Svalbard Science Centre / JVA

Architects: Jarmund/Vigsnæs AS Architects MNAL / Einar Jarmund, Håkon Vigsnæs & Alessandra Kosberg
Location: Longyearbyen, Svalbard,
Design Period: 2001-2003
Construction period: 2003-2005
Collaborators: Anders Granli, Nevzat Vize, Sissil Morseth Gromholt, Thor Christian Pethon, Halina Noach, Harald Lode, Stian Schjelderup
Client: Statsbygg / Norwegian Directorate of Public Construction and Property
Interior Desgin: Jarmund/Vigsnæs AS Architects MNAL, Nina Stokset Nilsen
Landscape Architect: Grindaker A/S
Structural Engineer: AS Frederiksen
Electrical Engineer: Monstad AS
Mecanical Engineer: Erichsen & Horgen AS
Climatic Consultant: Byggforsk v/Thomas Thiis
Gross Area: 8.500 sqm
Photographs: Nils Petter Dale


The project was commissioned through an invited competition. The new structure is an addition to an existing university and research building, which is extended to about 4 times its original size. The project also provides new facilities for the Svalbard Museum. The project is the very largest building in Longyearbyen and Spitzbergen.

The insulated -clad skin is wrapped around the program demanded, creating an outer shell adjusted to the flows of wind and snow passing through the site. Climatic 3D simulations has been undertaken to assure that the accumulation of snow would not create undesired conditions in front of doors and windows. In the process, the skin has been flexible to adjustments, both geometrical changes answering to the climatic studies and alterations of program. The building is elevated on poles to prevent the melting of the permanent frost – the only thing fixating the construction. The main structure is in timber, to facilitate on-site adjustments and avoid cold bridges. The outer cladding retains its workability even at low temperatures, thereby extending the construction period further into the cold season.

An important consideration has been to create vital public spaces and passages in the building, an “interior campus” area providing warm and lighted meeting places during the dark and cold winter. The pine-clad spaces have complex geometry relating to the outer skin of the building- the effectiveness of the circulation is maximized but at the same time it offers varied vistas and experiences. The technical infrastructure is hidden in the tilted walls of the interior. The use of color has been a necessity in a natural condition where colors are scarce.

snow study scheme 01

Both physical and virtual models have been important tools in the design process, while an accurate 1:50 construction model has facilitated work on site.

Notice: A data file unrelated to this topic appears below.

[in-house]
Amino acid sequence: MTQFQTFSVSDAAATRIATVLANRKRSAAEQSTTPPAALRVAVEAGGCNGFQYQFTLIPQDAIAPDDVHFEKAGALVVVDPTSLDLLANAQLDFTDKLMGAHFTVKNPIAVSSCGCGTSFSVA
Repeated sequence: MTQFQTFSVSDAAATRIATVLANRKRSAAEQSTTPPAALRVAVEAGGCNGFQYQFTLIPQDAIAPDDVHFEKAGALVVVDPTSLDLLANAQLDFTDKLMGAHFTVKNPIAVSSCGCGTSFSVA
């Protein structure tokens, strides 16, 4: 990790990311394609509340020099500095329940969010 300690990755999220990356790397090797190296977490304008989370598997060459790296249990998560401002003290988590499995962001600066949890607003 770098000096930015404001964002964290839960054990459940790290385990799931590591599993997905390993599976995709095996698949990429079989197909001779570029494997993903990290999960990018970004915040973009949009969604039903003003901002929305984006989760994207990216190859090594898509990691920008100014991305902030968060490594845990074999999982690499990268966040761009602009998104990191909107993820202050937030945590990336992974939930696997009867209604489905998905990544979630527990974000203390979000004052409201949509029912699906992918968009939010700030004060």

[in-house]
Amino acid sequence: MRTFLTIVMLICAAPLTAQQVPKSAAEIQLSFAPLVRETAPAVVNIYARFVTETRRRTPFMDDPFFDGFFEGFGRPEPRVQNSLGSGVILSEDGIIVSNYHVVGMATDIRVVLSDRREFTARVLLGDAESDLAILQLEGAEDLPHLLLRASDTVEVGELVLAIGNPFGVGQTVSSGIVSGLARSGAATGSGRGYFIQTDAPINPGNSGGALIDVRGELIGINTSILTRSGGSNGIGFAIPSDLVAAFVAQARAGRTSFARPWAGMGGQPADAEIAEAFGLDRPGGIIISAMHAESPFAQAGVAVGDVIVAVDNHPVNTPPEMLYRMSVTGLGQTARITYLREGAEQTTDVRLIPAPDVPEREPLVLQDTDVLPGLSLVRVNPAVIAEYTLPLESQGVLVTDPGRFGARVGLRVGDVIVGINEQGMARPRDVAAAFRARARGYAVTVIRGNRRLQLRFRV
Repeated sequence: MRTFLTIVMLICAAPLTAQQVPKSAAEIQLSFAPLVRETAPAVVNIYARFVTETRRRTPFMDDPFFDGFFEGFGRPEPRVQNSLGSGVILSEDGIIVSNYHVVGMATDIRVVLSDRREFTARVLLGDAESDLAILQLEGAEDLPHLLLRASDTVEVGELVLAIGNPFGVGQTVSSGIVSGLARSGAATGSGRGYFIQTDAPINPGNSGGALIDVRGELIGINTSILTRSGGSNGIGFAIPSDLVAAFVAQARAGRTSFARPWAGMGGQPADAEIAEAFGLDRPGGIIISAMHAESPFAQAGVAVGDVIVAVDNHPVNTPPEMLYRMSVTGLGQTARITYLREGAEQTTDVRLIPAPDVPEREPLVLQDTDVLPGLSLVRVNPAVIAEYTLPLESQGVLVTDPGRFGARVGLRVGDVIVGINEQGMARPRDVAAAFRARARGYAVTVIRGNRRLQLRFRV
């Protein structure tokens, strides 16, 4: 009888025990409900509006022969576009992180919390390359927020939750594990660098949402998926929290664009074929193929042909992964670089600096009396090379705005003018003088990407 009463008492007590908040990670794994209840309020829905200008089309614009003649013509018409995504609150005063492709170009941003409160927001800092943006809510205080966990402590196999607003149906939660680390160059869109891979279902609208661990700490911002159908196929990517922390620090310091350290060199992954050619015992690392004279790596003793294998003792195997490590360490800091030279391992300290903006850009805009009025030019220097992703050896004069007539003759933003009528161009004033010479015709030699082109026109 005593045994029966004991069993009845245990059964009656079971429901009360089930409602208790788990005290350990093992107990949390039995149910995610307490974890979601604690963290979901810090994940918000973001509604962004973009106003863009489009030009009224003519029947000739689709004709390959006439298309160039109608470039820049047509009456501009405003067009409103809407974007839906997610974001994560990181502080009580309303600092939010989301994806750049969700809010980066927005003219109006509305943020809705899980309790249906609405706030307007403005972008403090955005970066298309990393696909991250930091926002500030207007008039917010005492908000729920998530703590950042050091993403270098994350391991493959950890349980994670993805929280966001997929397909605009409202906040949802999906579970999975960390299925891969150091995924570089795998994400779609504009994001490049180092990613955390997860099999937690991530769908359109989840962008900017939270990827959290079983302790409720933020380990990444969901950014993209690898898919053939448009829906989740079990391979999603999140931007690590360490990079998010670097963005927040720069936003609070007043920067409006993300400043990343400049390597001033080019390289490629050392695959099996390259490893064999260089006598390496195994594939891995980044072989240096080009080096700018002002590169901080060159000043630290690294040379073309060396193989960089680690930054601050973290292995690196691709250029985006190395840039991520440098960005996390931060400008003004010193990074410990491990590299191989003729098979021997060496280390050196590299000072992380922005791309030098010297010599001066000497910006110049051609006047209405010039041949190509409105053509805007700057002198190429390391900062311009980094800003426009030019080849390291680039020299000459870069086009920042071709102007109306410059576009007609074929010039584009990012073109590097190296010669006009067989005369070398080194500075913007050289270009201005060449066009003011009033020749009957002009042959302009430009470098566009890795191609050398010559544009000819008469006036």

The Danish / Islandic artist Olafur Eliasson will provide an extensive glass installation on the main lobby window.

Cite: "Svalbard Science Centre / JVA" 10 Jul 2008. ArchDaily. Accessed 31 Oct 2014. <http://www.archdaily.com/?p=3506>
  • egyptian architect

    awesome
    i like it soooooooo

  • Nya

    I like this design!

  • lubna

    i like it so much even i think i will take my major in master with this science parks new and promising:)))

  • Joshua

    I think Norway is developing a monopoly on sweet work in wood.

  • Doug

    Beautifully conceived and executed. The interaction between the floor and the ceiling give one the impression of movement through the space without taking a a step. Brilliant.

  • Pingback: Lost in Nature, an exhibition on JVA’s recent work | ArchDaily

  • plots

    This is really quite nice, the cladding material is great and the relationship to the landscape is evident without feeling forced or too literal a translation, also a lot of interesting spatial conditions coming about on the interior.

    My only real contention is that while I love the wood on the interior for the stairs and the vertical surfaces I think it becomes visually overwhelming in combination with the floor and ceiling in some of the interior shots. In some places, where the line between horizontal and vertical orientation of surface is blurred, it works nicely but where the difference between surface orientation becomes more obvious I think a corresponding differentiation in materiality would have improved the quality of the space.

  • Vioren Chua

    this really kills Quantity Surveyor to do taking off~

    But really nice~